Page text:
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Caldwell sets sights on FA Cup 'dream'

For Wigan's Gary Caldwell, FA Cup final day is about making history, about civic pride and realising a childhood ambition. It is also about proving his older brother wrong.

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The central defender can recall a conversation earlier this season with his brother Steven, a former Wigan team-mate who recently ended a two-year spell at Birmingham.

During the chat, Gary spoke of his ambition to bring a trophy to the DW Stadium. Steven was less than encouraging.

"I spoke to him earlier this year, saying it would be great if Wigan could win a trophy, and he didn't think it was possible," the Wigan captain said. "I hope I can make him eat his words on Saturday."

For Wigan and for the younger of the footballing Caldwells, Saturday's meeting with Manchester City represents a first-ever FA Cup final appearance.

It is the realisation of an ambition formed during spring childhood days in Stirling watching English and Scottish cup finals on television with his brother, 19 months his elder, both dreaming of becoming professional footballers. Both dreaming of, one day, playing in such a match themselves.

"I always remember getting up with my big brother and my family and watching the whole build-up," the 31-year-old said. "The cup final, back in the day, used to be a whole day of build-up. It was the last day of the season, and it would be a real showpiece.

"We used to watch that every year, and to think that one day you could be a part of that was a dream. That dream will come true this weekend."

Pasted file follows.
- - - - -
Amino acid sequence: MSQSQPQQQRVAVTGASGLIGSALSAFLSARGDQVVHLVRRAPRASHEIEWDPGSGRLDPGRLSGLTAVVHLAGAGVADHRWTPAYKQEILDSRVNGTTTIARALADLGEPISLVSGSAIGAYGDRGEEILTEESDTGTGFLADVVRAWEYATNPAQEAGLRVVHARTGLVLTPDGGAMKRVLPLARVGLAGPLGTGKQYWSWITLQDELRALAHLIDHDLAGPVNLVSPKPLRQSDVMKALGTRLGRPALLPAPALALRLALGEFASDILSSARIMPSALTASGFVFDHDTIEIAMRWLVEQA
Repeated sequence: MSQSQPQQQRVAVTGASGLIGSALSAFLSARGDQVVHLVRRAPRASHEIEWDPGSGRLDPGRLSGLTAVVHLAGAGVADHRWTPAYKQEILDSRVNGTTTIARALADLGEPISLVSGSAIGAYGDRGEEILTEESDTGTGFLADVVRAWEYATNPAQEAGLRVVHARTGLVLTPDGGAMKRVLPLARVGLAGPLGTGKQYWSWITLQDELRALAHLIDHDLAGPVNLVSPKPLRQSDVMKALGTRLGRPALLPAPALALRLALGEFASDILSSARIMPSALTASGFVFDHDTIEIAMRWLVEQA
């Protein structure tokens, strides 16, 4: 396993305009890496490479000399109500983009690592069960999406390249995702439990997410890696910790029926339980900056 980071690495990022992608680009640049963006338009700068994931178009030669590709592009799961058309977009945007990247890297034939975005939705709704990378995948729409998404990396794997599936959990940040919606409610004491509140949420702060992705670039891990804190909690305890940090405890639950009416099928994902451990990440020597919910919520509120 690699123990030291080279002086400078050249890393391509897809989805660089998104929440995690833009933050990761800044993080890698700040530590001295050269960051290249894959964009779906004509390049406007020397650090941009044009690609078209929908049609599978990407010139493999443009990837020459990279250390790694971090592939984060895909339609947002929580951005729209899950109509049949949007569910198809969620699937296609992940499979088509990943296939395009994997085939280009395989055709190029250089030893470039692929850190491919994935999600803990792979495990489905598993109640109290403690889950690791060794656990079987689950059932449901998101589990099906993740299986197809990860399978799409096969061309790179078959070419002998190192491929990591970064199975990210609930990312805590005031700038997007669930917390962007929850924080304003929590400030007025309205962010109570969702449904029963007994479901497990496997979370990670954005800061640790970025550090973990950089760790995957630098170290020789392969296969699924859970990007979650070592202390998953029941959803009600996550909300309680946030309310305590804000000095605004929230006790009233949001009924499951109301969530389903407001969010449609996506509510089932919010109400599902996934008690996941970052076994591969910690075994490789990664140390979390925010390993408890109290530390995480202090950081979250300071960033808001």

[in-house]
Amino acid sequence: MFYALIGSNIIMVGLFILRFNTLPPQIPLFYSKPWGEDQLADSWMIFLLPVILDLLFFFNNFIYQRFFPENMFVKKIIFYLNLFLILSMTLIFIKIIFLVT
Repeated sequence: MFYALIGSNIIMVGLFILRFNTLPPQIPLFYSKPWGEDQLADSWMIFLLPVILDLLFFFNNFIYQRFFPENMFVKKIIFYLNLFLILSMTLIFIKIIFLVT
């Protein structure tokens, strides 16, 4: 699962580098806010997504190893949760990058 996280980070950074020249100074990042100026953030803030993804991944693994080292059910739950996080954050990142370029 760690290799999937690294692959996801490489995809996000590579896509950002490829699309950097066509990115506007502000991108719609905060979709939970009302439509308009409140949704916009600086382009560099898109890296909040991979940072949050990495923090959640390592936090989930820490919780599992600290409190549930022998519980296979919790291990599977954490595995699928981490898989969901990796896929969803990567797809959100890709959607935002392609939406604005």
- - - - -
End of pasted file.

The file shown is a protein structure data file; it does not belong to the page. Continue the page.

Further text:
Caldwell has played in three cup finals in Scotland, with mixed results. He was in the Hibernian side who lost the 2004 Scottish League Cup final to Livingston, and the Celtic team who won the trophy by beating Rangers in 2009.

In between, he won his one Scottish Cup medal, thanks to Celtic's 2007 victory over Dunfermline at Hampden Park. This experience, though, he expects to be a little different.

He said: "With Celtic, the pressure was always on you to win every game you played. Here, it's a little less, and you can go in, and there's a real enjoyment to it.

"With the cup run we've had, the fans have got behind us and we've gathered momentum throughout the rounds. We hope the club can have a great day that they can enjoy. It's the first time we've been to the final in the club's history, and we hope the fans can enjoy that occasion."

Reaching the FA Cup final, Caldwell believes, means a lot to the people of Wigan. He can feel an old-fashioned sense of occasion around the town in the build-up to Saturday.

"Yeah, you can feel that," Caldwell said. "We've had school visits, where children sing us songs, and we've people from around the town bake us cakes.

"You can feel the special atmosphere building in the town, and there will be a lot of people going down to Wembley on Friday and Saturday to enjoy the occasion. It will be great to see so many Wigan fans in the stadium."

The build-up to the first FA Cup final in Wigan's history has been accompanied by an increasingly fraught battle to stay in the Premier League. Their chances of survival suffered a significant set-back on Tuesday night with a 3-2 defeat at home to Swansea.

Caldwell and his team-mates will have two more league games to save themselves after their trip to Wembley; away to Arsenal and at home to Aston Villa. He is hopeful that the cup final can not only provide a great day for the town, but also boost the team in their push to secure a ninth consecutive season in the top flight.

"I think it can," he said. "We have to focus now 100 per cent on the cup for now, but a win on Saturday would give us a lot of confidence and belief that anything is possible going into the last two games."


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